Language of the drink: A guide to navigating the craft cocktail menu

  • LEAVE A COMMENT
Christian Johnston Photo: Amy Jackson Christian Johnston Photo: Amy Jackson

Arriving at the new fancy cocktail spot on a Friday night, you nab a seat at the bar, and when asked for your order, you summon an episode of “Mad Men” and say, “I’ll have a whiskey, straight up neat, on the rocks in a tall glass.”

Pretty easy, right? Well, something’s wrong because the bartender looks at you like you just insulted his mother, and says, “Can you please elaborate?”

So, you roll the dice and decide to try something from the cocktail list, but when you begin to read it, your eyes glaze over. You know you like whiskey, but what are bitters? Does the menu really say shrub?

Relax, there isn’t a plant in your drink (maybe).

Bar lingo changes with the times, and learning a few key terms can make you feel as money as Vince Vaughn in Swingers, or at least earn you some cred with your cocktail artisan friends.

Glassware

Pint: If you don’t know what this is, congrats on your fake ID.

Tumbler/old-fashioned/rocks: Averaging about half the height of a pint glass, this vessel holds your average two-piece drink or plain booze on the rocks.

Collins: A skinny, taller pint glass.

Highball: Shorter, fatter Collins, but not a full pint.

Cocktail/martini/coupe: Stemmed glassware that forms a V or rounded, upturned edges.

How to order

Shot: Depends on the bar, but most agree that it’s 1.5 ounces of spirit.

Neat: Spirit by itself, usually in a rocks glass, that is intended to be sipped on.

Rocks: Neat, with ice.

Up: Stirred or shaken over ice, strained and served in stemmed glassware.

Martini: A type of drink consisting of gin (vodka if requested) and vermouth. Not a style of drink as many have been led to believe—the word you’re looking for is cocktail.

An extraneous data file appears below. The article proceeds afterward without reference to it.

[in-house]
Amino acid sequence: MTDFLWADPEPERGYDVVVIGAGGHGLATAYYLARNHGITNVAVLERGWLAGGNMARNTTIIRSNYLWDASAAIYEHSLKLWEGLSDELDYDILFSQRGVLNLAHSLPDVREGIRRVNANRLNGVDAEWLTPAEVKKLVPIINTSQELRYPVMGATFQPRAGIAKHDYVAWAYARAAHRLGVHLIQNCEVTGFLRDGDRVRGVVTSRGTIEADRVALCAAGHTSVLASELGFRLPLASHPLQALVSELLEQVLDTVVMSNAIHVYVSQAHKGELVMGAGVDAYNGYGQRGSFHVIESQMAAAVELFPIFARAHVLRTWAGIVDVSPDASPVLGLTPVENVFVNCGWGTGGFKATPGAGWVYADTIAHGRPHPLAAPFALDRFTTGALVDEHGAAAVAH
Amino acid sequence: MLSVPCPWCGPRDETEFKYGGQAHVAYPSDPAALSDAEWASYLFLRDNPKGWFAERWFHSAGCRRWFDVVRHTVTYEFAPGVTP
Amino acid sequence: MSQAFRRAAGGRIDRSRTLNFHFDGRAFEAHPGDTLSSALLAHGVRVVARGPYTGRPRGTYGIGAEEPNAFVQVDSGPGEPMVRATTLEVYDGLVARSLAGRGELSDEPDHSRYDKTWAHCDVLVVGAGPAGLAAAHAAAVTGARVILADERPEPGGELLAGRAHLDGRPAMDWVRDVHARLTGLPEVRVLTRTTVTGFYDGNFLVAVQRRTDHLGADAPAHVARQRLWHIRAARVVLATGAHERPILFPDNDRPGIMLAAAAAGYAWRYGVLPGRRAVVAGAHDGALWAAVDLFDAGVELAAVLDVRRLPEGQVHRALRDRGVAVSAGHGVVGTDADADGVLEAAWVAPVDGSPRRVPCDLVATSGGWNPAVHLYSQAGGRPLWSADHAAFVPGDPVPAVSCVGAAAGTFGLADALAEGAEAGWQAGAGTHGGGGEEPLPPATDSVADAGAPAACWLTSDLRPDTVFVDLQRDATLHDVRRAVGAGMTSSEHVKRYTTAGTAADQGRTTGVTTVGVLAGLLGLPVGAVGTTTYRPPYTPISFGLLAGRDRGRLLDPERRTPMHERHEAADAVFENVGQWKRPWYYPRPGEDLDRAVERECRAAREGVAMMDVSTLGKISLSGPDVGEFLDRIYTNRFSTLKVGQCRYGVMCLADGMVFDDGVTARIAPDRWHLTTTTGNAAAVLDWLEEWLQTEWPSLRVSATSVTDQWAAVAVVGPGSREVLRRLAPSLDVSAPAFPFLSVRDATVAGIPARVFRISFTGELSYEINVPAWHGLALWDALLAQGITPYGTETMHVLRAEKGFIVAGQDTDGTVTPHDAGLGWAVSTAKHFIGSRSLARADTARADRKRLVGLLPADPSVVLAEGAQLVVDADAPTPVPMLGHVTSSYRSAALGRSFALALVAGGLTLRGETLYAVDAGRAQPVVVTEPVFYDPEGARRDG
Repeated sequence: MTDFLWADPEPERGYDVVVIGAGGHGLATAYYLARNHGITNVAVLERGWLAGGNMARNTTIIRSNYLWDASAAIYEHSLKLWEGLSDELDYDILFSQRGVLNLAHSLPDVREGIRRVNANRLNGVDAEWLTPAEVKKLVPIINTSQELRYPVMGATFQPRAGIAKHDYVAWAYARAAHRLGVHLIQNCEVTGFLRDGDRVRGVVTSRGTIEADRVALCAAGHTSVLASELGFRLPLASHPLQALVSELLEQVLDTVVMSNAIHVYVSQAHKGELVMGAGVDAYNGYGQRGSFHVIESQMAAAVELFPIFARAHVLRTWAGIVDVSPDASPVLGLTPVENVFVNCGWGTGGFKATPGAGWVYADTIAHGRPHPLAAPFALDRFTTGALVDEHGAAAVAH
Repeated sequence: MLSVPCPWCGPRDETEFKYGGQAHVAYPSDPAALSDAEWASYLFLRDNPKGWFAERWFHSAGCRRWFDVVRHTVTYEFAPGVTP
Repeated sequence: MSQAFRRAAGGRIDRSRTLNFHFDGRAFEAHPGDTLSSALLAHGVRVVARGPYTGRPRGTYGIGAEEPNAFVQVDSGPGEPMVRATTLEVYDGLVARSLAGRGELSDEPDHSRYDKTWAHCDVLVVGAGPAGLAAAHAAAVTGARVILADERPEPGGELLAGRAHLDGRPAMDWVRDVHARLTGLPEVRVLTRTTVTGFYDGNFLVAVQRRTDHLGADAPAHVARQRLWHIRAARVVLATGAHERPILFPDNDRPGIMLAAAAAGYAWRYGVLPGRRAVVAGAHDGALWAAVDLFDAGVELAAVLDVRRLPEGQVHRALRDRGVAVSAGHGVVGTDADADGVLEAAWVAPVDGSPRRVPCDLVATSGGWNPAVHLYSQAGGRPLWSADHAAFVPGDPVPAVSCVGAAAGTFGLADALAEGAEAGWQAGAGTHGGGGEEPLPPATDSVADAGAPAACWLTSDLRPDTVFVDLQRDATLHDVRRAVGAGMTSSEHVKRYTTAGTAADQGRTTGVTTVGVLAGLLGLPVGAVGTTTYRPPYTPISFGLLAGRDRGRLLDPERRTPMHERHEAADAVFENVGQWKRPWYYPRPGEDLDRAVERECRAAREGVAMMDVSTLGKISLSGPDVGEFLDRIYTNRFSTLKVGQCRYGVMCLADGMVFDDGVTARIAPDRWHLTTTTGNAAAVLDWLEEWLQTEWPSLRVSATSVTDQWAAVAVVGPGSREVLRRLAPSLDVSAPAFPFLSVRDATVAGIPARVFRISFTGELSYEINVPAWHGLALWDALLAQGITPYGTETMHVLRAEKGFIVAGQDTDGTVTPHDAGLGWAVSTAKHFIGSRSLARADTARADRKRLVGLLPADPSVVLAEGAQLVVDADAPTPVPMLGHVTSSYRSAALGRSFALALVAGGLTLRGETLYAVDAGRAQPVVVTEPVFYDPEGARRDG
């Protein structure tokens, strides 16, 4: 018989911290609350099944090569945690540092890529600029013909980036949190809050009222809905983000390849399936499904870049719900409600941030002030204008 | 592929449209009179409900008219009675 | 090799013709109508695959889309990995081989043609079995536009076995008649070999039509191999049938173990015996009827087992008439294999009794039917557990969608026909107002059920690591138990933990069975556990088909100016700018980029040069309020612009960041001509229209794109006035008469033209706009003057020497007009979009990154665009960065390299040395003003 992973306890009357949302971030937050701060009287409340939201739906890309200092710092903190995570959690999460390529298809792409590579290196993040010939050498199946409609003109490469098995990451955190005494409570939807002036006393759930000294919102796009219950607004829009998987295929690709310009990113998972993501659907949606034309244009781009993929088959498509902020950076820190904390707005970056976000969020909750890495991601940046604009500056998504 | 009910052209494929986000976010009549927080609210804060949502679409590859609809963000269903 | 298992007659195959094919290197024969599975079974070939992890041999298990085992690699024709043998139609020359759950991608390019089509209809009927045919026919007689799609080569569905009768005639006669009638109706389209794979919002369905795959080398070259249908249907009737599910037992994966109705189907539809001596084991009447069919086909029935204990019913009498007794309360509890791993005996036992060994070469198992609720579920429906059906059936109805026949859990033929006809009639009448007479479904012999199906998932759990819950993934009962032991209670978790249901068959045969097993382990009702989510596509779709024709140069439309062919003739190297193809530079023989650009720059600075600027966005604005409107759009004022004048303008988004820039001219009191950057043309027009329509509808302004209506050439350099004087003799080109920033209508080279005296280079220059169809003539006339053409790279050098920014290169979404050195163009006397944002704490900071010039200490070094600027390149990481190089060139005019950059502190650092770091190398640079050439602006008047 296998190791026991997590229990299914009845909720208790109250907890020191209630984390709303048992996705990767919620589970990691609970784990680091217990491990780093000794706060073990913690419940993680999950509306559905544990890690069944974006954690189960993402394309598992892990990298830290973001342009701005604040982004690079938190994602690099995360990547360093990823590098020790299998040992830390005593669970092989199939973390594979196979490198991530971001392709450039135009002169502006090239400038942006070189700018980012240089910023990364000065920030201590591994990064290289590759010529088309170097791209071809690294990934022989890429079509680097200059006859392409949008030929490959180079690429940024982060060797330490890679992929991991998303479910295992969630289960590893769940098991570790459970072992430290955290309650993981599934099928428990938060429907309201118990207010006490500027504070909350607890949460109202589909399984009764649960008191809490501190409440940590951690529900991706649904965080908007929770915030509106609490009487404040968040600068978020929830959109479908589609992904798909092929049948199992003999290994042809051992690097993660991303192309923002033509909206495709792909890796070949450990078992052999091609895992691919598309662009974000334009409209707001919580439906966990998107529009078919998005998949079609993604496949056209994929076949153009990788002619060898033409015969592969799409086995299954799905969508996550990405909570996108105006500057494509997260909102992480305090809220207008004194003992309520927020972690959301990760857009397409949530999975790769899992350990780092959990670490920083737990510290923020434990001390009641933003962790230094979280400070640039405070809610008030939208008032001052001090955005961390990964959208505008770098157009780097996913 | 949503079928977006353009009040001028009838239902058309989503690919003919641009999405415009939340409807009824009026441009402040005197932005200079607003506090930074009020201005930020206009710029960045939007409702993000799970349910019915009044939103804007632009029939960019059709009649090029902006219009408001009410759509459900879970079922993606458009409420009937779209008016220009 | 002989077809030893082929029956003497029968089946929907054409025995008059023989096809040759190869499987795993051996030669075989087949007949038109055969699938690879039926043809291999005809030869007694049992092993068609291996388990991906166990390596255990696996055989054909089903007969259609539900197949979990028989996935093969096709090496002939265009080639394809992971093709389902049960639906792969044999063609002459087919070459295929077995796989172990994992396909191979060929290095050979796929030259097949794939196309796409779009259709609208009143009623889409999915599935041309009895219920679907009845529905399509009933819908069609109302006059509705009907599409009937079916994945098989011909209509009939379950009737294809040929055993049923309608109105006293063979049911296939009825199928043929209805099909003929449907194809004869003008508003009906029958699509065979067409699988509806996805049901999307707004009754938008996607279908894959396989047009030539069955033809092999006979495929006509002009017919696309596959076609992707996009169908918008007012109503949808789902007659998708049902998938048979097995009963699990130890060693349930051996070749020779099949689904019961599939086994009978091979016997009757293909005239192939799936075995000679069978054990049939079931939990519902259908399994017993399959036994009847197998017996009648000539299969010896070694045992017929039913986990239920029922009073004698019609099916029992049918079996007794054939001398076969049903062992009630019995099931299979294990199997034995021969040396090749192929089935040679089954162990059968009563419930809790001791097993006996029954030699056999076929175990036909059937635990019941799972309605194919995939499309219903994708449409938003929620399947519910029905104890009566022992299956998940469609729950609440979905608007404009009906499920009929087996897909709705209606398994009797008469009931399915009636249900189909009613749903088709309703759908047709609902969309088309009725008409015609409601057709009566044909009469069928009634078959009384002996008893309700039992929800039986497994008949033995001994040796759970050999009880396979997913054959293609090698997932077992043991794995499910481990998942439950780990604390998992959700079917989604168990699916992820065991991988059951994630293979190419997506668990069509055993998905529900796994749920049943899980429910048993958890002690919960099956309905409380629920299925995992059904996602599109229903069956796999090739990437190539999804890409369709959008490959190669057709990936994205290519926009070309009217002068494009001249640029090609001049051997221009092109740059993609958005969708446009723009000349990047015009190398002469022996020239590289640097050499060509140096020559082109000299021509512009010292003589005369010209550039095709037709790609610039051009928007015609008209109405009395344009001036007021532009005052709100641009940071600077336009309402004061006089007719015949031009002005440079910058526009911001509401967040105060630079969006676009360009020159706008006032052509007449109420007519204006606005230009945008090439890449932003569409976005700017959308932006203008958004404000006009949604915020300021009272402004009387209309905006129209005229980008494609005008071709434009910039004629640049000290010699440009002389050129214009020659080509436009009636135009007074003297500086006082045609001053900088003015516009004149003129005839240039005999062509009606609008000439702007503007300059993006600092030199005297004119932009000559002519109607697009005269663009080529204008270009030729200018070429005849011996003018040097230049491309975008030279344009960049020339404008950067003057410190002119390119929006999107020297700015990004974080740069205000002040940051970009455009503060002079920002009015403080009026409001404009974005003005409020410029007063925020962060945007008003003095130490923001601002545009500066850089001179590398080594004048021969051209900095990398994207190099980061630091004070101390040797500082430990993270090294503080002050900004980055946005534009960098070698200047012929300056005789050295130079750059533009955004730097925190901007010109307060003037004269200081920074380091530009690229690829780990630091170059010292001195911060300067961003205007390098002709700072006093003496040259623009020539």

Cocktail: Drink consisting of spirit, bitters, sugar and water.

Dry: Less vermouth. Asking for very or bone dry usually means no vermouth.

Tall: Asking for a big glass, usually a pint.

Single tall: A shot of alcohol with more mixer than your standard drink.

Double: Twice the alcohol, 3 ounces.

Not too sweet: An indicator to your bartender that you were scarred when you ordered the Neon Ramatazz Mojito Daiquiri at that dive bar in college and went into diabetic shock. If you’re in an establishment that’s known for good drinks and you respect the person behind the bar, refrain from this phrase. It’s the equivalent of ordering steak and potatoes from a chef and asking for it to not be too potato-ey.

The cocktail list

Simple syrup: Sugar and water. Usually a ratio of 1:1 but sometimes 2:1 for a richer flavor/mouth feel.

Cordial: A syrup that involves a fruit element.

Liqueur: Over the years this spirit’s meaning has been interchangeable, but in its original iteration is an herbal-based spirit.

Shrub: A syrup or cordial that contains vinegar. This does not mean your drink will be astringent—vinegar can do wonderful things to enhance and preserve flavor.

Tincture: The essence of something steeped and preserved in alcohol. For example, if you’re looking to make a drink spicy, you may want to make a habanero tincture. Place chopped habaneros in a jar and top with high-proof vodka. Wait three to five days, strain, and your habanero tincture is born.

Bitters: Similar to tincture, but with a bittering agent such as cinchona bark or gentian root.

Infusion: Placing a certain flavor into a desired spirit, such as pineapple-infused vodka. Think tincture on a larger scale.

Rinse: Simple coating of the glass with spirit or other liquid.

Vermouth: Aromatized wine. Needs to be refrigerated after opening and is only good up to one month after. Unrefrigerated vermouth that has been left on the shelf for months has led to some disdain for this product.

Aperitif: Spirit that normally comes with a bit of acid or dryness that helps stimulate the appetite.

Digestif: This sometimes-sweet spirit helps settle the stomach after a meal.

This should be enough information for you to brave any intimidating bar scene, but remember that a simple “please” and “thank you” will go much farther than a lexicon fancy cocktail lingo.

Christian Johnston is the manager of Tavola’s cicchetti bar and curator of the restaurant’s cocktail list. He can also be found behind the bar at The Alley Light.

You shared photos of what’s in your glass with us on Instagram. See more photos with #cvilleweeklycocktail.

–Christian Johnston